SAS'01 Invited Session on Security on Wednesday July 18th, 2001

B. Blanchet     A. Gordon     A. Myers     D. Wagner

Bruno Blanchet (Inria)

Abstracting Cryptographic Protocols by Prolog Rules

Abstract: Most current cryptographic protocol verifiers meet the state space explosion problem, and have to limit the number of executions of the considered protocol for the verification process. In this talk, we will introduce a representation of cryptographic protocols, based on Prolog rules, that solves these problems by performing well-chosen approximations that preserve attacks. We use our representation to verify secrecy properties of protocols, that is, determine whether an adversary can obtain a given message or not. The usual Prolog algorithm does not terminate on the rules representing a protocol, so we have designed, proved correct, and implemented an efficient algorithm to handle this particular situation. The experimental results show that many examples of protocols of the literature, including Skeme, can be analyzed by our tool with very small resources: the analysis takes from less than 0.1 s for simple protocols to 23 s for the main mode of Skeme.

Andrew Gordon (Microsoft Research, Cambridge)

A Type and Effect Analysis of Security Protocols

Joint work with Alan Jeffrey (DePaul University)

Abstract: We propose a new method to check authenticity properties of cryptographic protocols. First, code up the protocol in the spi-calculus of Abadi and Gordon. Second, specify authenticity properties by annotating the code with correspondence assertions in the style of Woo and Lam. Third, figure out types for the keys, nonces, and messages of the protocol. Fourth, check that the spi-calculus code is well-typed according to a novel type and effect system. Our main theorem guarantees that any well-typed protocol is robustly safe, that is, its correspondence assertions are true in the presence of any opponent expressible in spi. It is feasible to apply this method by hand to several well-known cryptographic protocols. It requires little human effort per protocol, puts no bound on the size of the opponent, and requires no state space enumeration. Moreover, the types for protocol data provide some intuitive explanation of how the protocol works. Our method has led us to the independent rediscovery of flaws in existing protocols and to the design of improved protocols.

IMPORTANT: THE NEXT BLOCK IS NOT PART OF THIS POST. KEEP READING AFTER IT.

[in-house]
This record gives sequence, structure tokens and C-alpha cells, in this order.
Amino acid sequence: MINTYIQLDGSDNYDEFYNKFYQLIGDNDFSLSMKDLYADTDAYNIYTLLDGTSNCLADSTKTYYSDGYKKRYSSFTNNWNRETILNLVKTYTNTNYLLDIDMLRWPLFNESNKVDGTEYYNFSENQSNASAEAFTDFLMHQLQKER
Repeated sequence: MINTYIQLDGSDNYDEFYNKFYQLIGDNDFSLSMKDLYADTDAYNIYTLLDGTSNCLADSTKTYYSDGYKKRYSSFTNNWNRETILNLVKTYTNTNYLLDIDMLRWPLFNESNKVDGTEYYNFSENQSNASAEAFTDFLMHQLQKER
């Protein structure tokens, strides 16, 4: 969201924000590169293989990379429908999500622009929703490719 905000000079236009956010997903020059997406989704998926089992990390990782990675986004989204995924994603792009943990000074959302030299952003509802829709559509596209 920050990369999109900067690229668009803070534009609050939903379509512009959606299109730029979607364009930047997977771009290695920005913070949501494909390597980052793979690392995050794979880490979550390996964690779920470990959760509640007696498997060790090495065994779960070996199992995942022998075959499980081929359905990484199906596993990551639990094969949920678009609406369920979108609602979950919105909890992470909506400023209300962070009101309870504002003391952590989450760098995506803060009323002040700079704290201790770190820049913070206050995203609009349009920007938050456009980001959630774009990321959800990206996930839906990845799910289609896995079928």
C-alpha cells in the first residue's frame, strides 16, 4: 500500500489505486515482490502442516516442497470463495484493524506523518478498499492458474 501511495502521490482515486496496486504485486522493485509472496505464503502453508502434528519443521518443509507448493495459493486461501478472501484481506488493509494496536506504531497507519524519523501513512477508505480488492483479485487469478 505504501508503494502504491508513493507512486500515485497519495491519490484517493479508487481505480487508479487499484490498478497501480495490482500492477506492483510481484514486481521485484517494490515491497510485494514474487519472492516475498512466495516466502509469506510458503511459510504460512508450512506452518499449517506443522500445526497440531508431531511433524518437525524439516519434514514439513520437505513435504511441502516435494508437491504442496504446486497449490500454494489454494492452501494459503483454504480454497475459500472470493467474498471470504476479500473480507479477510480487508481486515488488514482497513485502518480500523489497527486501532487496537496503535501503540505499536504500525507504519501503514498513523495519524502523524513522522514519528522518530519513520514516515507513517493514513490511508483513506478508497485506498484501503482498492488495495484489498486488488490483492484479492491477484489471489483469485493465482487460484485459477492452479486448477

My talk will describe our method and give some simple examples. Papers describing the method in detail appear elsewhere [1,2].


A.D. Gordon and A. Jeffrey. Authenticity by typing for security protocols. In 14th IEEE Computer Security Foundations Workshop. IEEE Computer Society Press, 2001. To appear.

A.D. Gordon and A. Jeffrey. Typing correspondence assertions for communication protocols. In Mathematical Foundations of Programming Semantics 17, Electronic Notes in Theoretical Computer Science. Elsevier, 2001. To appear.

Andrew Myers (Cornell University)

Security-typed languages and distributed computation


Recently there has been considerable interest in programming languages that encode security policies in type declarations. Type-checking is used to determine whether a program enforces these policies. This approach enjoys many of the benefits of static type-checking, but is particularly of interest because it can enforce information flow properties such as noninterference, for which purely dynamic mechanisms are ineffective.

Enforcing information flow properties for distributed systems adds a new challenges: mutual distrust among the principals, and untrusted hosts. Our new approach, secure program partitioning, automatically rewrites a program into communicating subprograms that run securely on the set of available hosts yet collectively implement the original program. This fine-grained rewriting is based on the security types in the original program and the trust relationships among principals and hosts in the system. Computation in the original program is written in a single-host style, yet the resulting distributed system can satisfy the strong confidentiality and integrity properties specified by the program.

David Wagner (University of California, Berkeley)

Static Analysis and Software Assurance.

Abstract: In the past decade, explosive growth in computer networks has brought security issues to the forefront. One of the greatest challenges in computer security today is the software assurance problem: How do we deal with the fact that our most trusted software, even our security software itself, is often buggy?

In this talk, I will discuss how static analysis can help with the software assurance problem. I will describe some recent experience with static analysis tools for vulnerability detection. I will also survey a number of open problems in the field and suggest a few promising directions for future research.